3D Systems (NYSE:DDD) is slated to report its second-quarter 2018 earnings after the market close on Tuesday, Aug. 7

Unlike the last two quarters, its main rival in the diversified 3D printing space, Stratasys, isn't scheduled to report on the same day. Stratasys already reported its results: On Aug. 1, it turned in results better than what most investors were likely expecting.

3D Systems is approaching earnings with its shares up more than 48% in 2018 through Aug. 3, though they're down nearly 25% over the one-year period through the same date. The S&P 500 has returned 7.4% so far in 2018 and nearly 17% over the past year, while Stratasys stock has gained 10% this year and is down 9.4% over the past year.

Plastic white 3 and D being printed by a 3D printer.

Image source: Getty Images.

Key numbers

Here are the year-ago quarter's results to use as benchmarks.

Metric

Q2 2017 Result

Revenue

$159.47 million

Adjusted earnings per share (EPS)

$0.08

Data source: 3D Systems.

This will be the first time since the fourth quarter of 2016 that investors will have a "clean" year-over-year revenue comparison. 3D Systems' acquisition in the first quarter of 2017 of a maker of dental materials has clouded the company's organic revenue growth over the past year. More specifically, it's clouded the company's organic revenue growth in its healthcare and materials classifications. 

Wall Street expects 3D Systems to deliver adjusted EPS of $0.01 on revenue of $165.9 million, representing an 88% decline and a 4.4% increase, respectively, over the year-ago period. While long-term investors shouldn't place too much importance on the Street's near-term estimates, they're helpful to keep in mind because they often help make sense out of market reactions. 

For a wider perspective, in the first quarter, 3D Systems' revenue increased 6.1% year over year, while its GAAP loss widened 11% to $0.10 per share. On an adjusted basis, the company posted a loss of $0.03 per share, versus EPS of $0.06 in the year-ago quarter.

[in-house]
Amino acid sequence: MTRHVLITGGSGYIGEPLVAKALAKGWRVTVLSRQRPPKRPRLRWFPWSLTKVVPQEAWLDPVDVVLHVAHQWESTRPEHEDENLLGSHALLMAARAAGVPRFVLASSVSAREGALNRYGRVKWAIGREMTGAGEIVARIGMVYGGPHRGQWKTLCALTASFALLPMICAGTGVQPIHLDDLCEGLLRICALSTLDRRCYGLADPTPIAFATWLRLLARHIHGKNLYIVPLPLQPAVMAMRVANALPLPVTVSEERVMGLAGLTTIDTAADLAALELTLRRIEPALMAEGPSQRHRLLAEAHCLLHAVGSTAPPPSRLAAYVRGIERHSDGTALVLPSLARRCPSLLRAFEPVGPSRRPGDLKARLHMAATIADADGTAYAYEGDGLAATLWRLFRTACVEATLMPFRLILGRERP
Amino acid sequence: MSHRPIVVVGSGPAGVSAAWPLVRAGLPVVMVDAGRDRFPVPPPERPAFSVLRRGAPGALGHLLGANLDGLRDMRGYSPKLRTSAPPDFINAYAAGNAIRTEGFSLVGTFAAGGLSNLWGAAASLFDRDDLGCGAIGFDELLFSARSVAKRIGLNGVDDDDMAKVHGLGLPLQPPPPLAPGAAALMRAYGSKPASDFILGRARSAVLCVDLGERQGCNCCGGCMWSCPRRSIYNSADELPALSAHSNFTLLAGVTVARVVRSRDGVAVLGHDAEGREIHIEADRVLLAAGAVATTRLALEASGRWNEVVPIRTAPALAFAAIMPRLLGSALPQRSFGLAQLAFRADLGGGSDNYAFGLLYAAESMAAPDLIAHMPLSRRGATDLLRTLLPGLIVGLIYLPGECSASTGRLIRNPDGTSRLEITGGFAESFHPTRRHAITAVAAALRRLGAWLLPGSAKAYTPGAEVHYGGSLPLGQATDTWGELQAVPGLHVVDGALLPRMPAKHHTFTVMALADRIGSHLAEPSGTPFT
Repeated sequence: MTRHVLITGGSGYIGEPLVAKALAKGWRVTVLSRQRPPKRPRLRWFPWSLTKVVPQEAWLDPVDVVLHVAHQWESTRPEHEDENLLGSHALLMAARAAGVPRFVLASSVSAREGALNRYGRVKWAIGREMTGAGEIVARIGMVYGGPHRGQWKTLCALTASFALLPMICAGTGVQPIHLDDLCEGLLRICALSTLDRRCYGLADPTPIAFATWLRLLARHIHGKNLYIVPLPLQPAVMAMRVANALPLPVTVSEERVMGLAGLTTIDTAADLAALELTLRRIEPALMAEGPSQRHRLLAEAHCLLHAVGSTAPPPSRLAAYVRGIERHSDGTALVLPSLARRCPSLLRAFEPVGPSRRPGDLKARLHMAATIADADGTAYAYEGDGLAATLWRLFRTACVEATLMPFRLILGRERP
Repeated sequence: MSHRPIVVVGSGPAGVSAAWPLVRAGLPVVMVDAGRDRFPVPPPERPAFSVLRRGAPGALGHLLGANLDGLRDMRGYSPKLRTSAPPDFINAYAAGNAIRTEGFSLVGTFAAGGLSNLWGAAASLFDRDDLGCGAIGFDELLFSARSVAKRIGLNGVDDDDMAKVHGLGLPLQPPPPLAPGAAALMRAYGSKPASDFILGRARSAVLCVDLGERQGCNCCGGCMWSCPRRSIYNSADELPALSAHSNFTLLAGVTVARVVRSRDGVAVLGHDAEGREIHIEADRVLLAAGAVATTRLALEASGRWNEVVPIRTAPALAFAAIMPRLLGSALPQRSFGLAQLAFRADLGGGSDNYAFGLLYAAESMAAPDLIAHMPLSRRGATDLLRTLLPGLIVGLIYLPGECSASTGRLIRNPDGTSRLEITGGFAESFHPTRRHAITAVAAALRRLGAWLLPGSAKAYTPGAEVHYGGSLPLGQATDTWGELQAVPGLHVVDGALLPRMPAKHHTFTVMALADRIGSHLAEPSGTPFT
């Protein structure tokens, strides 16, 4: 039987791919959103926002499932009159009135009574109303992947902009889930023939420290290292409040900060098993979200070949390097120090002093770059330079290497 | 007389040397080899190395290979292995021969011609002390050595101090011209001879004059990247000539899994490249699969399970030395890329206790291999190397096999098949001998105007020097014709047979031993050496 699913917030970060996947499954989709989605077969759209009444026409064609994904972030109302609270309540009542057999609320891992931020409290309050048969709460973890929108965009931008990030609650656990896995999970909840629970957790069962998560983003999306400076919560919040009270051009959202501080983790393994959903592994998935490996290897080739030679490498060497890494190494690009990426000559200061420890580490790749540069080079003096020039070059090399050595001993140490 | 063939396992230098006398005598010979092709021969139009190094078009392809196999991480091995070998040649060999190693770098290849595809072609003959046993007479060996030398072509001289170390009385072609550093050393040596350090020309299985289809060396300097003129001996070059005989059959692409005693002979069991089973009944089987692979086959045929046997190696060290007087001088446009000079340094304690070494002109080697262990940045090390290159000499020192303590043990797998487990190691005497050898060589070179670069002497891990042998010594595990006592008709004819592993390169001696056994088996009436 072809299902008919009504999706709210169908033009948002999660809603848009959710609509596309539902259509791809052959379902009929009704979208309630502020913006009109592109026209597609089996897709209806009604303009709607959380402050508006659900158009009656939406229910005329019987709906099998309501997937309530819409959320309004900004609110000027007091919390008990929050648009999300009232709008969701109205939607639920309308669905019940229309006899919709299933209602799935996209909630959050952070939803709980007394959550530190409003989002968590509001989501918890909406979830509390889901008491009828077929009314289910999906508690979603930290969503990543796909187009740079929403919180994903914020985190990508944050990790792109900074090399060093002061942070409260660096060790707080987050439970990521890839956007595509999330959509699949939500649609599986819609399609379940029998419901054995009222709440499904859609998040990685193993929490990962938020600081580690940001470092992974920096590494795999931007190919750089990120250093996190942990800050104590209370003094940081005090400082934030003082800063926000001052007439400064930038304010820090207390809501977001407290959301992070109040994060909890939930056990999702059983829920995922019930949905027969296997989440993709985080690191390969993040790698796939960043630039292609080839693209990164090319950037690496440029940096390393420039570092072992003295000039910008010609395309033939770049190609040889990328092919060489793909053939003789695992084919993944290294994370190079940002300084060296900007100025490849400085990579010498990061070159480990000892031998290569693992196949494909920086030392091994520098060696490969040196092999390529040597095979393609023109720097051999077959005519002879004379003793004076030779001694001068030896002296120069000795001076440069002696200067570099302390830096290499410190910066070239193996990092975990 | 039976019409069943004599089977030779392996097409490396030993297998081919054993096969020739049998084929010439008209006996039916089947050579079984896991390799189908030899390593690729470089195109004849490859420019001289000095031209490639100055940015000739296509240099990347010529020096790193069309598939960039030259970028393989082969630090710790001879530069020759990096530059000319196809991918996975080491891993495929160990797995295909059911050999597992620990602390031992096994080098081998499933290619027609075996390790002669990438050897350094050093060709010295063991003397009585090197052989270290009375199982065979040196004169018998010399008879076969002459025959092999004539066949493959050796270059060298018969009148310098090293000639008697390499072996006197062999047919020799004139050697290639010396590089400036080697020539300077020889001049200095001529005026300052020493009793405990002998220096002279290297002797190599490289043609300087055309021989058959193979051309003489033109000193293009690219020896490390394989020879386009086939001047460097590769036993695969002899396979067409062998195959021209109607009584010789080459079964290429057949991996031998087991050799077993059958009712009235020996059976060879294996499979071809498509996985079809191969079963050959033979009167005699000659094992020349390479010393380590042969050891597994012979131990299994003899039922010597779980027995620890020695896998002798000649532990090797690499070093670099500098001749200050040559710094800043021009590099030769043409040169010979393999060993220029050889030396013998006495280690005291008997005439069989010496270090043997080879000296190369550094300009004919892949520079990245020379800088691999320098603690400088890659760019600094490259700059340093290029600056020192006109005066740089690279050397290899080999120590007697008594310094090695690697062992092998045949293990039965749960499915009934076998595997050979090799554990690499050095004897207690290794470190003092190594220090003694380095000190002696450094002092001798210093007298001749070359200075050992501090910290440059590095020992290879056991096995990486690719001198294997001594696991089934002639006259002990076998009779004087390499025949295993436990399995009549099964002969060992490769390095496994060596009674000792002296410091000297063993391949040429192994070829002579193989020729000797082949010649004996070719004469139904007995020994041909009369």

In addition to the key numbers, here's what to focus on in the report.

3D printer revenue

In the first quarter, 3D printer revenue increased 24% from the year-ago quarter -- a surprisingly strong result. This metric was approximately flat in the previous quarter, the fourth quarter of 2017, after steadily declining for about three years. Last quarter's result was encouraging, but investors should be looking for a couple of more quarters showing growth in this metric to feel confident there's a true rebound in demand for the company's 3D printers. Moreover, with gross margin and other measures of profitability declining on a year-over-year basis last quarter, it's possible the uptrend in 3D printer revenue last quarter was driven by the company's sacrificing some profitability for sales.

The reason 3D printer sales are particularly important is that they're the driver of recurring sales of high-margin print materials in the company's razor-and-blade-like business model.

Figure 4 sales

Production systems based on Figure 4 technology were due to begin shipping this summer, according to management's remarks on last quarter's earnings call. (Figure 4 is a speedy, scalable, robotic, stereolithography, or SLA, 3D printing system designed to produce small plastic parts.) So investors should expect some commentary on this topic on the earnings call.

Last year, CEO Vyomesh Joshi said management expected Figure 4 to be a "significant" catalyst for growth in 2018. So investors should get some idea this quarter -- or next quarter at the latest -- if that expectation looks likely to pan out.

2018 guidance

We'll be just over seven months through the year when 3D Systems releases earnings. So it seems reasonable to expect that management would be able to provide an outlook -- even if not "official" -- for the company's full-year 2018 financial performance.

 

Beth McKenna has no position in any of the stocks mentioned. The Motley Fool recommends 3D Systems and Stratasys. The Motley Fool has a disclosure policy.